FRISCO, Texas – Two pivotal moments for Dak Prescott and the Cowboys' offense over this recent Thanksgiving stretch:
- On Nov. 20 against the Baltimore Ravens, the Cowboys punted on their first four possessions for the first time all season. On their fifth drive, trailing 7-0, two straight pre-snap penalties set up a first-and-30. Prescott scrambled for 12 yards and threw two straight completions to Dez Bryant to Brice Butler totaling 53 yards. Three plays later, the offense was in the end zone – the start of five straight scoring drives in a 27-17 victory.
- Then on Thanksgiving four days later, just after the Washington Redskins had trimmed the Cowboys' lead to 17-12 at the start of the fourth quarter, Prescott calmly went 3-of-3 for 44 yards and ran six yards for a touchdown to make it a two-possession game once again in an eventual 31-26 victory.
Cowboys head coach Jason Garrett doesn't believe in the term 'rise to the occasion.' He believes every play matters, whether things are going your way or not, and players must treat each individually with the same focus.
His rookie quarterback clearly takes that approach to the field.
"I don't really put too much into what that moment means more than I put into what I have to do on that one play," Prescott said. "I just kind of lock in on that. There's a lot that goes into each and every play and I know if I focus on that and just try to do my job the guys around me will do theirs. And it usually works out the right way."
The Cowboys, like any offense, want to start games fast. They've done that this season for the most part, scoring 68 first-quarter points in 11 games this season.
One exception was the Ravens game, when Prescott was 4-of-10 passing on those first four drives ending in punts. He finished the game 27-of-36 for 301 yards and three touchdowns.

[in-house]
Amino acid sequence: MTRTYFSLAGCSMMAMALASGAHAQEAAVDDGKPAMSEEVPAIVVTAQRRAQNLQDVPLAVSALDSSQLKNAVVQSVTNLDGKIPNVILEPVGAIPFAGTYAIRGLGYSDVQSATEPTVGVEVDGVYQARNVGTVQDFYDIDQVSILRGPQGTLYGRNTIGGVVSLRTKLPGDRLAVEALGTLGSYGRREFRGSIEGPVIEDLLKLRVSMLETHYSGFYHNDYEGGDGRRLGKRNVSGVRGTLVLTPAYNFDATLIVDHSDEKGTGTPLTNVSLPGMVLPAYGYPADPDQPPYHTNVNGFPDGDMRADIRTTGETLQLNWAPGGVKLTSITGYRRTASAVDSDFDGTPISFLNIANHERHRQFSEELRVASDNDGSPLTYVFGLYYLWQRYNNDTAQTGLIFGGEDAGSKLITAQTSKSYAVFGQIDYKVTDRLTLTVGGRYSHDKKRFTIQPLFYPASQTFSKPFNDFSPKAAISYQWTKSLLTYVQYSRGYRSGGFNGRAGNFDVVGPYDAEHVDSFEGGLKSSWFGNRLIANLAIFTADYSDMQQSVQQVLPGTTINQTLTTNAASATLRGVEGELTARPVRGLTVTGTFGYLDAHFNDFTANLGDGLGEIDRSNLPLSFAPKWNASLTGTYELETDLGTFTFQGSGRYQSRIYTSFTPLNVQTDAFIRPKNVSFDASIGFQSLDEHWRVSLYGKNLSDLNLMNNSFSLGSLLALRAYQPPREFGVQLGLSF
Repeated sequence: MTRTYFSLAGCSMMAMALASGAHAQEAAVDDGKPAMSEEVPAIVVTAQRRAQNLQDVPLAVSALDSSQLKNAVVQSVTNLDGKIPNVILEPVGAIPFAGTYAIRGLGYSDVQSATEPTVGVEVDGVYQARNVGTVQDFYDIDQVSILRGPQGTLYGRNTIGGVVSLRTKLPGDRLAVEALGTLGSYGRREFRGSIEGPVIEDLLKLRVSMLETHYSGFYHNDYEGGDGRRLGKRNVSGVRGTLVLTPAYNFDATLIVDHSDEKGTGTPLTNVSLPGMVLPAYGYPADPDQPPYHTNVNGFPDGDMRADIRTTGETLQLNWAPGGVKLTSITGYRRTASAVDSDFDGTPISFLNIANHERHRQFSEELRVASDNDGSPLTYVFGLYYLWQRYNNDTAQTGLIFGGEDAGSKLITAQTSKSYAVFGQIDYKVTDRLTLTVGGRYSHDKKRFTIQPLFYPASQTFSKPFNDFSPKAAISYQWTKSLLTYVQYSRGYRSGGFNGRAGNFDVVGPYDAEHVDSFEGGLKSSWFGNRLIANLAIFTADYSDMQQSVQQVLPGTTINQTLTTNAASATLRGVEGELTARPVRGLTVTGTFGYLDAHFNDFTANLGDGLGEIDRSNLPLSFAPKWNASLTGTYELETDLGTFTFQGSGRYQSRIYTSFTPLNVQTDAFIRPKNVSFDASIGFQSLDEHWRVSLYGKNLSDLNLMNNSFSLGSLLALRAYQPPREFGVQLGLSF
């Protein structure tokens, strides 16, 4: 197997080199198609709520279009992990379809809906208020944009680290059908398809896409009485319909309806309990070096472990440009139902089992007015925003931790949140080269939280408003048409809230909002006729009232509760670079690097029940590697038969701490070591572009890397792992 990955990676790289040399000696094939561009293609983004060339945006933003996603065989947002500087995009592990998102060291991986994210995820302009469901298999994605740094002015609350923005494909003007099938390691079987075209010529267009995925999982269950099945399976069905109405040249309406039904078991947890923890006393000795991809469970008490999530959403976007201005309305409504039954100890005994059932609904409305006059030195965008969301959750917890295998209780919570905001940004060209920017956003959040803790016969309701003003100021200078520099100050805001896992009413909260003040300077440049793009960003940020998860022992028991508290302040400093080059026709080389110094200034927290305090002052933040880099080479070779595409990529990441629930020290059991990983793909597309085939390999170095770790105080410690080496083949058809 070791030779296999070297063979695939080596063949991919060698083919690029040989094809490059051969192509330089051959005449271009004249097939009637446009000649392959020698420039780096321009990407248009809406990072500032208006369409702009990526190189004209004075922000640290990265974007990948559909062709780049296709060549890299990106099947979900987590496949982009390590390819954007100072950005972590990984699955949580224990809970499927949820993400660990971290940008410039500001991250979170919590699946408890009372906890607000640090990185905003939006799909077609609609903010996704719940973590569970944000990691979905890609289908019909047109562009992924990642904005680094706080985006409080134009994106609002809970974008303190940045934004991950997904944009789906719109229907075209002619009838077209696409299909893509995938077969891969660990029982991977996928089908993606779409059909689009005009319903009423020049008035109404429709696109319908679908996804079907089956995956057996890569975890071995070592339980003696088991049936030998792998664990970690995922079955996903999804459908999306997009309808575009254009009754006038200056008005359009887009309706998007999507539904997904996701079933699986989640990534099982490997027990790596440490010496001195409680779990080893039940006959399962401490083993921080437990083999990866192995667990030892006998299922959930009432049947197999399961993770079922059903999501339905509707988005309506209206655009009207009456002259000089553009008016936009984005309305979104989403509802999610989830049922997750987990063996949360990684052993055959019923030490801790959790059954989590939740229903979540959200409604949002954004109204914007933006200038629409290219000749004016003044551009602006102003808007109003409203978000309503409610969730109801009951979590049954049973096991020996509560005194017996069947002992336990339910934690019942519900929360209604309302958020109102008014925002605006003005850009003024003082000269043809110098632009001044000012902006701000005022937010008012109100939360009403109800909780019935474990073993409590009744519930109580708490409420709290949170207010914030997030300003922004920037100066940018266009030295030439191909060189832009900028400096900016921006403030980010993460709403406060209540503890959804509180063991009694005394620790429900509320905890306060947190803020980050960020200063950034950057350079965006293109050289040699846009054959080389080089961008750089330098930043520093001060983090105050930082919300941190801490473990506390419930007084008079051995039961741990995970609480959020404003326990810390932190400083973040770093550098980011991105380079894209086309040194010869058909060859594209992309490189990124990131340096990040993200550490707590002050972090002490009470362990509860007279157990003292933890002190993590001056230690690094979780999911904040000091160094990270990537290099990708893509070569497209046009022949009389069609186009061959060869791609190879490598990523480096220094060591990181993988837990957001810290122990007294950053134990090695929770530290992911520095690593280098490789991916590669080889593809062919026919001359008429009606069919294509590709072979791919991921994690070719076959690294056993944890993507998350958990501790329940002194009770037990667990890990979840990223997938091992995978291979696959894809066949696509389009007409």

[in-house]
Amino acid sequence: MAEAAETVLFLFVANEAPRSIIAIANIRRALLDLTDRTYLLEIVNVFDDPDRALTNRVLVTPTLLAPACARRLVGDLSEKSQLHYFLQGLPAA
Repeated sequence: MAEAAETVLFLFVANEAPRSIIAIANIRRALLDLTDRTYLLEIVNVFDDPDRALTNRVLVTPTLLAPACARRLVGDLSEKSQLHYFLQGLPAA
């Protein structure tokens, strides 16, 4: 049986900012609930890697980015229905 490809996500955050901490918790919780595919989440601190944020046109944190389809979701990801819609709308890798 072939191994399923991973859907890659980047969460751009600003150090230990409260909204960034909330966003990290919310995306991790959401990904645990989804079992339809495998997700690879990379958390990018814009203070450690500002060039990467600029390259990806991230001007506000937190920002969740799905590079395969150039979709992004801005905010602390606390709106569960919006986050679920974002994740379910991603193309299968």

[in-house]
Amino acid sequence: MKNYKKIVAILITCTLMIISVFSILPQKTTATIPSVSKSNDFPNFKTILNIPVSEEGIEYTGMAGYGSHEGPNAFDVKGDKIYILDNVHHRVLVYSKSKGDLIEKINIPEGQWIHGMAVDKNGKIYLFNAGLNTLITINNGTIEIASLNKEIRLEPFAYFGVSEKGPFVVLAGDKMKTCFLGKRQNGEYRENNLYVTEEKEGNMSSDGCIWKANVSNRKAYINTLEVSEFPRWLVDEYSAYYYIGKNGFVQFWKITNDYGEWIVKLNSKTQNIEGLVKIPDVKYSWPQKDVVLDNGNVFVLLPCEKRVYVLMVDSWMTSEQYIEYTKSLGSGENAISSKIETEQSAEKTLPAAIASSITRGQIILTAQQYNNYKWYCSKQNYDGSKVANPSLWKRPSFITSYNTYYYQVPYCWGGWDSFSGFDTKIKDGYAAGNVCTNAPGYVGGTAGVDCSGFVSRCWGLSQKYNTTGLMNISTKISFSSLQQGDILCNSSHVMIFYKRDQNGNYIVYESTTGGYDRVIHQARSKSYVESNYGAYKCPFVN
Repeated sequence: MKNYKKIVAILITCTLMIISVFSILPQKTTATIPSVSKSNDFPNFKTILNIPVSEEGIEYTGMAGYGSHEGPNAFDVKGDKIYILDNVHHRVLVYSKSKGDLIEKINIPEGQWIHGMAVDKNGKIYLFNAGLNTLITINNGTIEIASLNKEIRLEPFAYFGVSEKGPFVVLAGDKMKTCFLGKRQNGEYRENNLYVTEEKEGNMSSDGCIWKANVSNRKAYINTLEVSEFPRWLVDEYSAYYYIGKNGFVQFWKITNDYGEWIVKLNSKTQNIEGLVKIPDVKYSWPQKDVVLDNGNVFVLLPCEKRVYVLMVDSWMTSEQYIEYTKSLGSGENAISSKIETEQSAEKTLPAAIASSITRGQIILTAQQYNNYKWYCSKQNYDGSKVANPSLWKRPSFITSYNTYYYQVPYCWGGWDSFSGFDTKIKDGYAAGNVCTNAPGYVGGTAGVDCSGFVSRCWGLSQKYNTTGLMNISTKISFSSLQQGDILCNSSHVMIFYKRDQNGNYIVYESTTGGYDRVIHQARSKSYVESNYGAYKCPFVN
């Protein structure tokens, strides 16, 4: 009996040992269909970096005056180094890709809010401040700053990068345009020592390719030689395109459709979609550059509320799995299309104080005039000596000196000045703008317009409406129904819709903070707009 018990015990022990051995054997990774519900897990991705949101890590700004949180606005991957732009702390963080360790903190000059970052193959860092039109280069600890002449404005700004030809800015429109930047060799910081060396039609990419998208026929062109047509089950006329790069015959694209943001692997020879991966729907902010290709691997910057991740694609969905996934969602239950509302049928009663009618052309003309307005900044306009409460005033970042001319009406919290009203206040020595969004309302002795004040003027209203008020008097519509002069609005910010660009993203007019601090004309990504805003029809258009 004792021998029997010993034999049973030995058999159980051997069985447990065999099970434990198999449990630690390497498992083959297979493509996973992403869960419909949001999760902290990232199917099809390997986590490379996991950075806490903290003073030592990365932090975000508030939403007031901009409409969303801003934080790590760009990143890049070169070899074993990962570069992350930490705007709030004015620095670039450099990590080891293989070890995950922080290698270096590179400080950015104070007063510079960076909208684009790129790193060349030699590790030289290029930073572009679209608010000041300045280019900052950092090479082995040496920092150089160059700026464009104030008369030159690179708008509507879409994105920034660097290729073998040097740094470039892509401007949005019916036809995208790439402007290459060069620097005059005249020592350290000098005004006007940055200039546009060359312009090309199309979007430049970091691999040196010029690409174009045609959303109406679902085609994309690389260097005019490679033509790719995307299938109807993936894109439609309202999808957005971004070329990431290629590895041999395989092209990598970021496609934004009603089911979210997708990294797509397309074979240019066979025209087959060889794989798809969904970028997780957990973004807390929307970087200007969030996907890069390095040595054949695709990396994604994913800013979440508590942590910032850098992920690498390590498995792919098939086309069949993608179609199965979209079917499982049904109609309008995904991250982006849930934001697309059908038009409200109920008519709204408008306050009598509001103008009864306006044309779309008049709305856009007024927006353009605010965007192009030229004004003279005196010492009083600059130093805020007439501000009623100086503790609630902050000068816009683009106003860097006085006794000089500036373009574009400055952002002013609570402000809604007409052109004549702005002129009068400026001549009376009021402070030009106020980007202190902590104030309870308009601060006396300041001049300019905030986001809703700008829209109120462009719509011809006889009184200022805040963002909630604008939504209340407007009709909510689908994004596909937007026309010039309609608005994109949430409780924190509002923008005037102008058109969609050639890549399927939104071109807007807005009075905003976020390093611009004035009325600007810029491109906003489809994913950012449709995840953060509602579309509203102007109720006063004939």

In the first 11 starts of his career, he hasn't let a bad stretch in a game affect him. He has just kept playing.
[embeddedad0]"I really don't think he's a slow starter," Cowboys offensive coordinator Scott Linehan said. "We've scored more touchdowns on opening drives than a lot of teams. We've had a couple where he wasn't 10-for-10 or whatever, but I think he's definitely a guy that gets better as the game goes on. I think it helps that he's got the team around him that he does, and he has a lot of patience and poise about his approach.
"That's what quarterback's jobs are to do. It's hard to do as a young player, but he doesn't feel to me or seem to me like he's a young guy – I think he's always been that kind of guy."
Prescott has the league's fourth-best passer rating (108.6), completing 67.9 percent of his passes with 18 touchdowns and only two interceptions. According to NBC Sports, he also ranks seventh among quarterbacks with a 109.1 passer rating the fourth quarter of games this season.
He has made plays in late-game moments, indeed. The Cowboys have directed three fourth-quarter comeback victories this season.
No matter the score or the situation, though, Prescott doesn't let himself think about anything other than the play the offense is trying to execute at that moment.
"Some games we get rolling early and it's hard to stop us and some games it takes a little bit of time," he said. "It's more of, just stay within the moment. Don't worry about what's happened, don't worry about the next plays. Worry about what's at hand now."
This Thursday, the offense will be challenged on the road by a Minnesota Vikings defense that ranks third in total yardage allowed per game (307.0) and second in points allowed per game (17.5).
"They're all over the field," Prescott said. "It's a great secondary. They're solid all the way around."
For Prescott, the approach will be the same: focus play to play.